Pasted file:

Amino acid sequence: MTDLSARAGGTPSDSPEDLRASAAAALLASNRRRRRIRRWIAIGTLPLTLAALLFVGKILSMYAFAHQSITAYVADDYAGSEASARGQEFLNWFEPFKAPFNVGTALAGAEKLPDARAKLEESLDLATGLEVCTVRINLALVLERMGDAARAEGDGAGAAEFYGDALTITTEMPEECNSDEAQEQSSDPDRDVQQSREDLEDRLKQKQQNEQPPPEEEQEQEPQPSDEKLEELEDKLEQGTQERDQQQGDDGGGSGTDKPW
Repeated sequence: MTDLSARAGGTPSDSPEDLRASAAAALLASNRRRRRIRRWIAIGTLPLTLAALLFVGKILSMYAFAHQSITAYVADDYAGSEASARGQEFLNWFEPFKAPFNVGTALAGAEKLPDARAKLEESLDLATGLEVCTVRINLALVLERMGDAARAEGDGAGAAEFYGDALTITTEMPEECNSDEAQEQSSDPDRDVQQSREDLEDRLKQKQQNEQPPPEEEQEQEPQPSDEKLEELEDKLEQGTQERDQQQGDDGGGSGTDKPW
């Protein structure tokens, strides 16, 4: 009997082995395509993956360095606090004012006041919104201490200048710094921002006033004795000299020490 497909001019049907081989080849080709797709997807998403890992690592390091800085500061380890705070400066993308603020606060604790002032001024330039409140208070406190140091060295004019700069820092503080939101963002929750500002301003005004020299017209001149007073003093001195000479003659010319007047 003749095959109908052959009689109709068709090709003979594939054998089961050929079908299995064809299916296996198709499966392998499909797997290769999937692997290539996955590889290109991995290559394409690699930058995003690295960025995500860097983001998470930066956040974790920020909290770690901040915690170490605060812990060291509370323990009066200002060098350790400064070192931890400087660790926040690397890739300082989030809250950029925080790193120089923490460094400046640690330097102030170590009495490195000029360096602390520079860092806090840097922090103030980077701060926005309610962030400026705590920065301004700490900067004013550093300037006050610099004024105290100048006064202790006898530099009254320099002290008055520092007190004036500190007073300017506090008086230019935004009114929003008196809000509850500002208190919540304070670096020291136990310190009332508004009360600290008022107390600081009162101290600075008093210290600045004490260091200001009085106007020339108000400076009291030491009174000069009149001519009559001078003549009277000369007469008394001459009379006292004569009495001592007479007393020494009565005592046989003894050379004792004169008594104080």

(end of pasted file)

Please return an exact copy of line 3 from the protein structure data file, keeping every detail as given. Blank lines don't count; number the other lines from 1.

């Protein structure tokens, strides 16, 4: 009997082995395509993956360095606090004012006041919104201490200048710094921002006033004795000299020490 497909001019049907081989080849080709797709997807998403890992690592390091800085500061380890705070400066993308603020606060604790002032001024330039409140208070406190140091060295004019700069820092503080939101963002929750500002301003005004020299017209001149007073003093001195000479003659010319007047 003749095959109908052959009689109709068709090709003979594939054998089961050929079908299995064809299916296996198709499966392998499909797997290769999937692997290539996955590889290109991995290559394409690699930058995003690295960025995500860097983001998470930066956040974790920020909290770690901040915690170490605060812990060291509370323990009066200002060098350790400064070192931890400087660790926040690397890739300082989030809250950029925080790193120089923490460094400046640690330097102030170590009495490195000029360096602390520079860092806090840097922090103030980077701060926005309610962030400026705590920065301004700490900067004013550093300037006050610099004024105290100048006064202790006898530099009254320099002290008055520092007190004036500190007073300017506090008086230019935004009114929003008196809000509850500002208190919540304070670096020291136990310190009332508004009360600290008022107390600081009162101290600075008093210290600045004490260091200001009085106007020339108000400076009291030491009174000069009149001519009559001078003549009277000369007469008394001459009379006292004569009495001592007479007393020494009565005592046989003894050379004792004169008594104080």